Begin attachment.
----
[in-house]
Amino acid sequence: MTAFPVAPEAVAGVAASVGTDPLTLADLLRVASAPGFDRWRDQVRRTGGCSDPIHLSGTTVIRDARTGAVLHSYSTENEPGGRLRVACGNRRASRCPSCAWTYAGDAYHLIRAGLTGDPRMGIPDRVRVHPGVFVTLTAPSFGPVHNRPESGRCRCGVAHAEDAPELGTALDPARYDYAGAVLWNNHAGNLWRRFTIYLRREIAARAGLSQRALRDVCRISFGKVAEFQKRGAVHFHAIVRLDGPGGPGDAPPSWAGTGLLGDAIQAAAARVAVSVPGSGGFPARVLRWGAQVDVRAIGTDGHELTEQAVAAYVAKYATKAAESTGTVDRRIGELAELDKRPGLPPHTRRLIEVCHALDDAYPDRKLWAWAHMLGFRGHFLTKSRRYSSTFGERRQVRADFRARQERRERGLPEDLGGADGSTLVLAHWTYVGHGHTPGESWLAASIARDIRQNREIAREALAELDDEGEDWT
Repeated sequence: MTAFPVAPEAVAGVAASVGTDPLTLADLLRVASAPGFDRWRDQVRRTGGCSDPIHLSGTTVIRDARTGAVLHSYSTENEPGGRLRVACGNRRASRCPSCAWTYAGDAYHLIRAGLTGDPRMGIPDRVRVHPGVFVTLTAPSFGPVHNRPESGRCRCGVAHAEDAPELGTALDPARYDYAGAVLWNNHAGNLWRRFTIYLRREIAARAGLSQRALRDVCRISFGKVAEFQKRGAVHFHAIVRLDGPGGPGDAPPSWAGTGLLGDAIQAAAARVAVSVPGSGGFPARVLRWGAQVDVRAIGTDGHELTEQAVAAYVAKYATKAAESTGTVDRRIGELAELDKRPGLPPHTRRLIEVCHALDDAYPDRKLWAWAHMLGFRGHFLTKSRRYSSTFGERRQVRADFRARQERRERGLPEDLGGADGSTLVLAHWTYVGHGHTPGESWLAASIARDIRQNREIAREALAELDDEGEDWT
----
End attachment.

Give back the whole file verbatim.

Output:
[in-house]
Amino acid sequence: MTAFPVAPEAVAGVAASVGTDPLTLADLLRVASAPGFDRWRDQVRRTGGCSDPIHLSGTTVIRDARTGAVLHSYSTENEPGGRLRVACGNRRASRCPSCAWTYAGDAYHLIRAGLTGDPRMGIPDRVRVHPGVFVTLTAPSFGPVHNRPESGRCRCGVAHAEDAPELGTALDPARYDYAGAVLWNNHAGNLWRRFTIYLRREIAARAGLSQRALRDVCRISFGKVAEFQKRGAVHFHAIVRLDGPGGPGDAPPSWAGTGLLGDAIQAAAARVAVSVPGSGGFPARVLRWGAQVDVRAIGTDGHELTEQAVAAYVAKYATKAAESTGTVDRRIGELAELDKRPGLPPHTRRLIEVCHALDDAYPDRKLWAWAHMLGFRGHFLTKSRRYSSTFGERRQVRADFRARQERRERGLPEDLGGADGSTLVLAHWTYVGHGHTPGESWLAASIARDIRQNREIAREALAELDDEGEDWT
Repeated sequence: MTAFPVAPEAVAGVAASVGTDPLTLADLLRVASAPGFDRWRDQVRRTGGCSDPIHLSGTTVIRDARTGAVLHSYSTENEPGGRLRVACGNRRASRCPSCAWTYAGDAYHLIRAGLTGDPRMGIPDRVRVHPGVFVTLTAPSFGPVHNRPESGRCRCGVAHAEDAPELGTALDPARYDYAGAVLWNNHAGNLWRRFTIYLRREIAARAGLSQRALRDVCRISFGKVAEFQKRGAVHFHAIVRLDGPGGPGDAPPSWAGTGLLGDAIQAAAARVAVSVPGSGGFPARVLRWGAQVDVRAIGTDGHELTEQAVAAYVAKYATKAAESTGTVDRRIGELAELDKRPGLPPHTRRLIEVCHALDDAYPDRKLWAWAHMLGFRGHFLTKSRRYSSTFGERRQVRADFRARQERRERGLPEDLGGADGSTLVLAHWTYVGHGHTPGESWLAASIARDIRQNREIAREALAELDDEGEDWT